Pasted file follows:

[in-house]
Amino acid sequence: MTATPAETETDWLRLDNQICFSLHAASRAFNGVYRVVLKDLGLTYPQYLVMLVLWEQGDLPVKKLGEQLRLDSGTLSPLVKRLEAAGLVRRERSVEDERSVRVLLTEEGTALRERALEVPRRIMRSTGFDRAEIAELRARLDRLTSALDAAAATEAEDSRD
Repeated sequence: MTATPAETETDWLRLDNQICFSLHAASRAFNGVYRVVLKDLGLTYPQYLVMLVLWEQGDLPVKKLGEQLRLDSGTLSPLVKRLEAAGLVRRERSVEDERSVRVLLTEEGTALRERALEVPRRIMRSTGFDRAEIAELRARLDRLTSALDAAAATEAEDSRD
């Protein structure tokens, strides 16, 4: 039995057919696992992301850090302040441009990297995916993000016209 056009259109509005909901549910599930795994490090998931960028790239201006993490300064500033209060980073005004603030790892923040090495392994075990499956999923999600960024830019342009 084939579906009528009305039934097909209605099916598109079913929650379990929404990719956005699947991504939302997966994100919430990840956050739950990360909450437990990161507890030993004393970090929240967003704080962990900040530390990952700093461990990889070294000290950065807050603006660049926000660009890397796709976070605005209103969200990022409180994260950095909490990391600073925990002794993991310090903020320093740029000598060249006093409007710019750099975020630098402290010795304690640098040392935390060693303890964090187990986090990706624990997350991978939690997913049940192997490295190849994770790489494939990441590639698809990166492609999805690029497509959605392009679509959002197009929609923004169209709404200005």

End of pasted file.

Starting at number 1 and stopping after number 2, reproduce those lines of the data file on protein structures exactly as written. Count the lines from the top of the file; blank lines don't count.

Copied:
[in-house]
Amino acid sequence: MTATPAETETDWLRLDNQICFSLHAASRAFNGVYRVVLKDLGLTYPQYLVMLVLWEQGDLPVKKLGEQLRLDSGTLSPLVKRLEAAGLVRRERSVEDERSVRVLLTEEGTALRERALEVPRRIMRSTGFDRAEIAELRARLDRLTSALDAAAATEAEDSRD